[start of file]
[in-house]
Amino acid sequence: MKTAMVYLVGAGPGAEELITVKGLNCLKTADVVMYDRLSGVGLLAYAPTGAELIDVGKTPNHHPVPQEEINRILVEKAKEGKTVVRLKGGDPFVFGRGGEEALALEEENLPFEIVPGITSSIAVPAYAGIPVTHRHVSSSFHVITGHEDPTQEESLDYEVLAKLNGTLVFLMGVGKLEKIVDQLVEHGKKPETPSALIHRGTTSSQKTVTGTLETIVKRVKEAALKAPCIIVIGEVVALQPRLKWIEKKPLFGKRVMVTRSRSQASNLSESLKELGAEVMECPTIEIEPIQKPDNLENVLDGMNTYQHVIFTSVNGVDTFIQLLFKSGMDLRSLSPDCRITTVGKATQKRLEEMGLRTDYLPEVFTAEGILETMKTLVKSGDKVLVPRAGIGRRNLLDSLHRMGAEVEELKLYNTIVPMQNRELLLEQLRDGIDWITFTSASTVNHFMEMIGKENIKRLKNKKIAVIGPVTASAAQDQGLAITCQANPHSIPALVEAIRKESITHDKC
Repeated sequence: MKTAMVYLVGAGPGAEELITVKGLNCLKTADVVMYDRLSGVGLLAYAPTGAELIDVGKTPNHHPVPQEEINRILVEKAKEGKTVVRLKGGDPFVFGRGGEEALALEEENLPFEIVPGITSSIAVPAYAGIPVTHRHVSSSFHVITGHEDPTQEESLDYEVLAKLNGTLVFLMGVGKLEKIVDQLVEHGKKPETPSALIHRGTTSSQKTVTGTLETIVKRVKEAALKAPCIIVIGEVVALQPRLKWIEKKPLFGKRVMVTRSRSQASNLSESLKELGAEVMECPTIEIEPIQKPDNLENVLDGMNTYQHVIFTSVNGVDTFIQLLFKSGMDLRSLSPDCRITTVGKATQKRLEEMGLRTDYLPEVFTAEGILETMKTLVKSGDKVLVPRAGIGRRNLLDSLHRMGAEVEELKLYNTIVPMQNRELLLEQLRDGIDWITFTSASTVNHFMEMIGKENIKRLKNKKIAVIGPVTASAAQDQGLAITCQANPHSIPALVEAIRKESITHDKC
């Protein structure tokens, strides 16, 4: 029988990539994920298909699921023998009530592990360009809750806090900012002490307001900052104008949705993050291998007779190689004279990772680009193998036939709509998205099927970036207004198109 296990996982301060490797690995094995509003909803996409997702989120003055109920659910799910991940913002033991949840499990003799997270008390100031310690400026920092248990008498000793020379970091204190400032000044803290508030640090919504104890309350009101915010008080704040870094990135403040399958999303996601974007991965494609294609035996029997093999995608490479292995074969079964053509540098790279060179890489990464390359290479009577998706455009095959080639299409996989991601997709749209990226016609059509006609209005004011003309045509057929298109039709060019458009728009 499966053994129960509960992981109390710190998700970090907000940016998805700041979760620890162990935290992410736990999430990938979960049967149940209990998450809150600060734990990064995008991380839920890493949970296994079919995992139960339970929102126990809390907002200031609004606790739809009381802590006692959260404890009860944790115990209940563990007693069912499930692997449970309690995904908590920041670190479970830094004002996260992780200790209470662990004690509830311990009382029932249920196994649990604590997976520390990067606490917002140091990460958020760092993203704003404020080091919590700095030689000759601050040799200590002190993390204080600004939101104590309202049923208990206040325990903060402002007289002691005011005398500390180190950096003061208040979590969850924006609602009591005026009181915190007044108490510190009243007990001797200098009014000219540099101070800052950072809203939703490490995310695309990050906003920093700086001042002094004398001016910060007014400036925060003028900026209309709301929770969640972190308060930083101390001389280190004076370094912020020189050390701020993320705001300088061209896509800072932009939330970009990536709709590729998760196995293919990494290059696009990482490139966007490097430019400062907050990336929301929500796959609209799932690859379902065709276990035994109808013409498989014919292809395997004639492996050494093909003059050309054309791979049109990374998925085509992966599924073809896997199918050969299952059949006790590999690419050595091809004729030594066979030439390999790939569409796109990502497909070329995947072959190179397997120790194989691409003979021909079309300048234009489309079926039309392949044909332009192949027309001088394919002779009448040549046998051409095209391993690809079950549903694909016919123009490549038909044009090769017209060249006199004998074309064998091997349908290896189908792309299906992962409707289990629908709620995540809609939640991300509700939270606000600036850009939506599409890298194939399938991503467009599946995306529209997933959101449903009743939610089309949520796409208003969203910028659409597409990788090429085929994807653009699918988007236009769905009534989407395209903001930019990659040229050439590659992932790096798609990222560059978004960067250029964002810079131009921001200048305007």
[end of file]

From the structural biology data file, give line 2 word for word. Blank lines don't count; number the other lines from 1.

Amino acid sequence: MKTAMVYLVGAGPGAEELITVKGLNCLKTADVVMYDRLSGVGLLAYAPTGAELIDVGKTPNHHPVPQEEINRILVEKAKEGKTVVRLKGGDPFVFGRGGEEALALEEENLPFEIVPGITSSIAVPAYAGIPVTHRHVSSSFHVITGHEDPTQEESLDYEVLAKLNGTLVFLMGVGKLEKIVDQLVEHGKKPETPSALIHRGTTSSQKTVTGTLETIVKRVKEAALKAPCIIVIGEVVALQPRLKWIEKKPLFGKRVMVTRSRSQASNLSESLKELGAEVMECPTIEIEPIQKPDNLENVLDGMNTYQHVIFTSVNGVDTFIQLLFKSGMDLRSLSPDCRITTVGKATQKRLEEMGLRTDYLPEVFTAEGILETMKTLVKSGDKVLVPRAGIGRRNLLDSLHRMGAEVEELKLYNTIVPMQNRELLLEQLRDGIDWITFTSASTVNHFMEMIGKENIKRLKNKKIAVIGPVTASAAQDQGLAITCQANPHSIPALVEAIRKESITHDKC